While there aren’t any federal laws concerning dogs, each state and locality can issue their own laws and penalties. Dogs may be “man’s best friend” and a delightful sight, but if owners are negligent, dogs can also be quite a public nuisance. For instance, owners who fail to pick up after their pets contribute to the spread of disease and create an undesirable walking environment. Dog poop can carry tapeworm, salmonella, and E. coli, diseases that might not be a direct harm to humans, but that can easily spread to other animals. Not to mention that rainwater washes the waste into drains, therefore requiring more sanitation efforts and potentially lowering the quality of water. Therefore, it is crucial that dog owners heed dog poop and leash laws.
Protect sanitary areas like hospitals and restaurants with this “No Dogs Allowed Sign”
In New York City, for example, estimates show that there are about 2 million dogs. With just over 8 million human inhabitants, this would mean that roughly 25% are dog owners (assuming of course that no one owns more than one dog). Consider, then, that according to Citizens Committee for NYC, these dogs produce around 275,000 tons of feces per year. That’s 275 pounds per dog. Consequently, NYC streets are like a minefield littered with dog poop. Many a careless pedestrian will notice a funky smell emanating from their feet and only realize they’ve stepped in poop once they tread across the living room carpet. After receiving many complaints, NYC officials took action and passed a statute in 1978 called the Canine Waste Law, threatening a fine for up to $250 for each violation. The code also prohibits dog owners from allowing their pets to poop “on a sidewalk of any public place, on a floor, wall, stairway or roof of any public or private premises used by the public, or on a fence, wall or stairway of a building abutting a public place.” Violators failing to scoop their dog’s poop can be ticketed by authorized employees of NYC’s Departments of Health, Sanitation, or Parks and Recreation.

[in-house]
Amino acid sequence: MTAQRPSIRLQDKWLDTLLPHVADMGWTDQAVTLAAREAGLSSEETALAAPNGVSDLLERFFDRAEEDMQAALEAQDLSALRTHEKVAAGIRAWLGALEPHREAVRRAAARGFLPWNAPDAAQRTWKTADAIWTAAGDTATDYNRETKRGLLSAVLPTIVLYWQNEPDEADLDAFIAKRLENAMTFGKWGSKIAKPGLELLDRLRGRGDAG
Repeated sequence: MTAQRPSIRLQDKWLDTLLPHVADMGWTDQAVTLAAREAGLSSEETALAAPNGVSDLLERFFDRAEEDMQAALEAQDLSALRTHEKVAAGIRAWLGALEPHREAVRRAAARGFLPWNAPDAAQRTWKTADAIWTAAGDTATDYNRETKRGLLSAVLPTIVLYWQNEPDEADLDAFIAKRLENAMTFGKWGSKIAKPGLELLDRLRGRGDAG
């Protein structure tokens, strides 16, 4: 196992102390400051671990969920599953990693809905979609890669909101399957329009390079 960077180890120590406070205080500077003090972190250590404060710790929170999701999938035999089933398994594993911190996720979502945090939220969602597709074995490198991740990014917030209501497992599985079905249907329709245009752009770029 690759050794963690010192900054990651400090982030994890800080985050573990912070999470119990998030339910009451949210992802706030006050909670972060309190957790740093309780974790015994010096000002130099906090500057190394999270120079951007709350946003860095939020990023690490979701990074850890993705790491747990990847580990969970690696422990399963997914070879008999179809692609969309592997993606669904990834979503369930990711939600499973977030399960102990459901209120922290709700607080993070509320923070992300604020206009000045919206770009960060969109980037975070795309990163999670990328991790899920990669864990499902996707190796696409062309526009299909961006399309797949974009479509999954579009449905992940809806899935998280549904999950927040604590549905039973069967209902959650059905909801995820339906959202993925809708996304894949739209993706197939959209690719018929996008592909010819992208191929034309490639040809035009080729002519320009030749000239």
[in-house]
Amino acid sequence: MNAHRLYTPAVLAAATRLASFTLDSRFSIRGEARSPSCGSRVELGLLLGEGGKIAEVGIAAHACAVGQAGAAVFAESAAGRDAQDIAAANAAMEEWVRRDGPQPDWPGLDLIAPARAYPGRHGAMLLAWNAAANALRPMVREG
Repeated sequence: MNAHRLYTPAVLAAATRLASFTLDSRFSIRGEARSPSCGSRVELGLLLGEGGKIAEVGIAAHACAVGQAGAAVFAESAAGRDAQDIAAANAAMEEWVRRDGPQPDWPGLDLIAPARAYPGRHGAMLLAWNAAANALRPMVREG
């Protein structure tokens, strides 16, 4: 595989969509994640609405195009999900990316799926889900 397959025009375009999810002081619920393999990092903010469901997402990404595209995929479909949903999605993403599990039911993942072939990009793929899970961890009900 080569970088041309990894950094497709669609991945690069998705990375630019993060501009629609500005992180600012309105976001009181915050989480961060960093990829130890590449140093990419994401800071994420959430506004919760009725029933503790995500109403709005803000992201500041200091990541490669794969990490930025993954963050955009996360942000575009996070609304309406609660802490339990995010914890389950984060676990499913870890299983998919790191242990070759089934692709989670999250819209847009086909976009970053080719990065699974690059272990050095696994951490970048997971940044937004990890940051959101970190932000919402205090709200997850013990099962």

Deter negligent pet owners by threatening a hefty fine if they fail to pick up pet waste.
In most European cities, there are no laws or penalties for pet owners who do not pick up after their dogs. Instead, the responsibility to clean up dog poop is left to city-employed street sweepers. To some dog owners, picking up dog poop is anathema. Despite the invention of convenient “pooper scoopers” in the late 1960’s by Brooke Miller, which distanced the owner from the poop, owners are still reluctant. Just recently, the internet company Terra, tried to incentivize pet owners at public parks in Mexico City, by putting waste into a special container that measures the weight of the poop. The reward: the container doubles as a Wi-Fi router and emits a certain number of free minutes for every pound of feces collected.
Early pooper scooper model circa 1983.
Cities and private property owners have also erected dog poop signs such as “no dogs allowed” or “pick up after your pet.” Parks and private clubs can erect so-called designer dog poop signs that are a bit classier and attractive than the plain municipal ones.
Private property owners can post these classy signs to maintain cleanliness.
Since not all dogs are gentle creatures, some states mandate that owners leash or muzzle pets that are known to be dangerous. This is especially important in cases of rabid dogs. In Michigan, it is unlawful for an owner to allow a dog “to stray unless held properly in leash” and female dogs in heat must be kept either at home or restrained on a leash. In Pennsylvania, any person can kill a dog in the act of pursuing or hurting any domestic animal or human being and not be liable for damages. Any person that has been attacked by a dog can file a complaint to have the dog registered as “dangerous.” In fact, owners of a dangerous dog must not only leash and muzzle their dog, but also take out a $50,000 insurance policy for damages. Many states therefore require leashes in parks and other protected areas, such as wildlife reserves or public places.
Alert pet owners to leash their pets in public areas
A hybrid sign warning owners to both leash and pick up after their pets.
Maintaining a clean and healthy environment, whether public or private, is important to maintaining general well-being and commercial traffic. Improving the way dog owners handle their pets and pet waste is a significant step in the right direction.